• Risk-free: A virtual influencer will say and do exactly what a brand wants them to, unlike a real influencer, who may have a slip of the tongue or suffer from a bad hair day. In short, companies can breathe easy, as it would mean no controversies that could mar the brand image. For instance, a recent incident highlights the need to exercise caution while hiring influencers. In May, market regulator Securities and Exchange Board of India fined and barred a well-known finfluencer (financial influencer) from trading for over a year and even fined him for flouting investment advisory norms.
  • Conversions: Virtual influencers are still taking baby steps, but the results are slowly but surely yielding. According to Japanese media company Dentsu, which has a team of virtual influencers, there has been a 41% hike in profits by brands using special characters in campaigns. This may sound like music to marketing managers who are constantly tiptoeing on a tight budget. And this is only the tip of the iceberg. In a recent report by Dentsu India’s research division—Recogn and Boomlet Group—the virtual influencer market is expected to “grow rapidly” in the coming years. New technologies and trends, such as virtual reality and artificial intelligence, will enhance the potential and capabilities of virtual influencers.

Influencer Marketing Industry - How It Started and What Is Its Future?
Influencer marketing is a type of social media marketing. It is a rapidly growing industry, having grown from $1.7 billion in 2016 to $13.8 billion in 2021.


  • Orchestrated: One area where real influencers have an advantage over virtual influencers is that the former may have more room to improvise, crack an impromptu joke, or even make those instant, real humane connections. Behind every perfectly-looking post of a virtual influencer is a hardworking team of writers and graphic designers scripting out that perfect content.
  • Lack of Authenticity: A virtual influencer can be a good source of entertainment, but his or her authenticity is questionable when it comes to promoting a brand. The younger generation seems to be more open to the idea of a virtual influencer, while the middle-aged and pre-internet generation may take their time to get convinced about products being endorsed by a non-existent person.
  • Ethically Questionable: There is ambiguity about using virtual influencers to endorse products, especially regarding harmful products. With the use of more technologically advanced software, such as deep fake technologies, there is also a risk of fraud, cyberattacks, and false propaganda. To deal with misleading content and ensure transparency, the Government of India in August released guidelines for celebrities, influencers, and virtual influencers in the field of health and wellness. However, there still remains a vast grey area that is outside any purview or regulation.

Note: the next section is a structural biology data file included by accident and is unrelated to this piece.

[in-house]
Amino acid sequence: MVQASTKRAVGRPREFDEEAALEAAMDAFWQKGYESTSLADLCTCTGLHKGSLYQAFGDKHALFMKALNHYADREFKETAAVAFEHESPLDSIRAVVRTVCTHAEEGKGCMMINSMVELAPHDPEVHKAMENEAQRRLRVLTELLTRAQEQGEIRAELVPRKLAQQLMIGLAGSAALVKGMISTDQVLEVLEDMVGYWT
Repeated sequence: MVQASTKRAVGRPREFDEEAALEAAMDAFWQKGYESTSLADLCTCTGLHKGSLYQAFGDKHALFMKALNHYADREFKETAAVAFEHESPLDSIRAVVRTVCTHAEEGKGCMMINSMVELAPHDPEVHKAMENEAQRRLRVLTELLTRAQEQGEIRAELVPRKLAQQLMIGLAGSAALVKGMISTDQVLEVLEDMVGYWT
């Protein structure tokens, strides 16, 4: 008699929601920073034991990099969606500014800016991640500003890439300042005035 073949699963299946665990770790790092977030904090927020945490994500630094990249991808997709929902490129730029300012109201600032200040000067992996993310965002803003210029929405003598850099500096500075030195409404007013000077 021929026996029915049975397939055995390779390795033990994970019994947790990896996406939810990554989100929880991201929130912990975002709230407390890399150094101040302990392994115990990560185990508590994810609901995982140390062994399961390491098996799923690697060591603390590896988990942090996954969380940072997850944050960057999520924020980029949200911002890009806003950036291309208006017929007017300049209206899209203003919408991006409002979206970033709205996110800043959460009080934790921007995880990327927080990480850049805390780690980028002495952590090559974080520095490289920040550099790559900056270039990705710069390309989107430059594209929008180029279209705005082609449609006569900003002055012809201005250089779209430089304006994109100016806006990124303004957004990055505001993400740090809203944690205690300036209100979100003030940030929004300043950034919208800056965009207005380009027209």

• No Mass Appeal - India is a diverse market, from its culture to socioeconomic strata. Virtual influencers may be effective in targeting a small group i.e. social media users who are active and aware. However, a chunk of India lives outside virtual walls in real-life settings. A virtual influencer may thus find it hard to connect to the masses who face harsh ground realities.


If the way forward is virtual, virtual influencers are likely to play a major role in this transition. Facebook's Mark Zuckerberg once famously said, “Nothing influences people like a recommendation from a trusted friend”. Whether virtual influencers can befriend internet users and earn their trust remains to be seen. For now, it’s best to keep an open mind and an empty slate regarding collaborating with the next generation of influencers on the internet.


Who are Virtual Influencers?

Virtual Influencers are a set of computer-generated images or videos created by a team of 3D artists, software engineers, art and creative directors, gaming experts, and content creators. They are pretty much like any animated movie character.

What do Virtual Influencers do?

Virtual Influencers are designed to interact with and engage audiences on social media platforms. These digital avatars are completely fictional and are created using technology that includes 3D modeling, animation, and artificial intelligence.

What are different types of Virtual Influencers?

There are three main types of virtual influencers: animated humans, non-humans, and life-like CGI humans.

Why do brands use Virtual Influencers?

Virtual influencers are designed to establish meaningful connections with their target audience. They offer brands a means to steer clear of controversies, provide flexibility, and serve as a cost-effective marketing solution for small businesses.